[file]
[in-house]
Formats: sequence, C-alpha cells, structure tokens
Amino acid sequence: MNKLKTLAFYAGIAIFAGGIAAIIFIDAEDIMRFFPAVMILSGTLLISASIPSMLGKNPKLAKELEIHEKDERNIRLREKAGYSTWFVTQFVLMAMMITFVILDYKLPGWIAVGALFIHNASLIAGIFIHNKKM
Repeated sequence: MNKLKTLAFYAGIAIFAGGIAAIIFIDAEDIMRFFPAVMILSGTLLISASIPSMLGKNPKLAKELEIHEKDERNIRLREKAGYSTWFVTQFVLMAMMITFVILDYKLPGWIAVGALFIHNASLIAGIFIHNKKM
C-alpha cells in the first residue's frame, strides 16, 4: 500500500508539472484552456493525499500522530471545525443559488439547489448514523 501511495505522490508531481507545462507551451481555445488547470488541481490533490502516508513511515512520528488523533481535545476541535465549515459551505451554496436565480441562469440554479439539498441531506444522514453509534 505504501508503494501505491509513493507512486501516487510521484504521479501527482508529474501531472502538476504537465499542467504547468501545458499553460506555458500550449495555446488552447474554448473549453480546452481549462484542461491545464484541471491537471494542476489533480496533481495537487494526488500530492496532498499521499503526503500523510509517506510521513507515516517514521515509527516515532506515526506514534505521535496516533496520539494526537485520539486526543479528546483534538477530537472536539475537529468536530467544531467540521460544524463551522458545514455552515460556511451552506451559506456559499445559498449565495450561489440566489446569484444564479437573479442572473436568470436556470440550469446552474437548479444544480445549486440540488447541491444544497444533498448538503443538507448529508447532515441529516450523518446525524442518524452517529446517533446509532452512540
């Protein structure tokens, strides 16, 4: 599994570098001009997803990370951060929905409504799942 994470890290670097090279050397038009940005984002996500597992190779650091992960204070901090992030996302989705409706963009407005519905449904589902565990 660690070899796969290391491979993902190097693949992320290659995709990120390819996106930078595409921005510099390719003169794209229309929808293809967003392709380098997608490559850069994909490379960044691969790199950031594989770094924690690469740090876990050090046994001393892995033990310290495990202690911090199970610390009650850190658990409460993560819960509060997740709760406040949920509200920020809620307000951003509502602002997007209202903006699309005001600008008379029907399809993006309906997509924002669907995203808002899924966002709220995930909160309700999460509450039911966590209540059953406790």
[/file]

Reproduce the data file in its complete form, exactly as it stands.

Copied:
[in-house]
Formats: sequence, C-alpha cells, structure tokens
Amino acid sequence: MNKLKTLAFYAGIAIFAGGIAAIIFIDAEDIMRFFPAVMILSGTLLISASIPSMLGKNPKLAKELEIHEKDERNIRLREKAGYSTWFVTQFVLMAMMITFVILDYKLPGWIAVGALFIHNASLIAGIFIHNKKM
Repeated sequence: MNKLKTLAFYAGIAIFAGGIAAIIFIDAEDIMRFFPAVMILSGTLLISASIPSMLGKNPKLAKELEIHEKDERNIRLREKAGYSTWFVTQFVLMAMMITFVILDYKLPGWIAVGALFIHNASLIAGIFIHNKKM
C-alpha cells in the first residue's frame, strides 16, 4: 500500500508539472484552456493525499500522530471545525443559488439547489448514523 501511495505522490508531481507545462507551451481555445488547470488541481490533490502516508513511515512520528488523533481535545476541535465549515459551505451554496436565480441562469440554479439539498441531506444522514453509534 505504501508503494501505491509513493507512486501516487510521484504521479501527482508529474501531472502538476504537465499542467504547468501545458499553460506555458500550449495555446488552447474554448473549453480546452481549462484542461491545464484541471491537471494542476489533480496533481495537487494526488500530492496532498499521499503526503500523510509517506510521513507515516517514521515509527516515532506515526506514534505521535496516533496520539494526537485520539486526543479528546483534538477530537472536539475537529468536530467544531467540521460544524463551522458545514455552515460556511451552506451559506456559499445559498449565495450561489440566489446569484444564479437573479442572473436568470436556470440550469446552474437548479444544480445549486440540488447541491444544497444533498448538503443538507448529508447532515441529516450523518446525524442518524452517529446517533446509532452512540
């Protein structure tokens, strides 16, 4: 599994570098001009997803990370951060929905409504799942 994470890290670097090279050397038009940005984002996500597992190779650091992960204070901090992030996302989705409706963009407005519905449904589902565990 660690070899796969290391491979993902190097693949992320290659995709990120390819996106930078595409921005510099390719003169794209229309929808293809967003392709380098997608490559850069994909490379960044691969790199950031594989770094924690690469740090876990050090046994001393892995033990310290495990202690911090199970610390009650850190658990409460993560819960509060997740709760406040949920509200920020809620307000951003509502602002997007209202903006699309005001600008008379029907399809993006309906997509924002669907995203808002899924966002709220995930909160309700999460509450039911966590209540059953406790």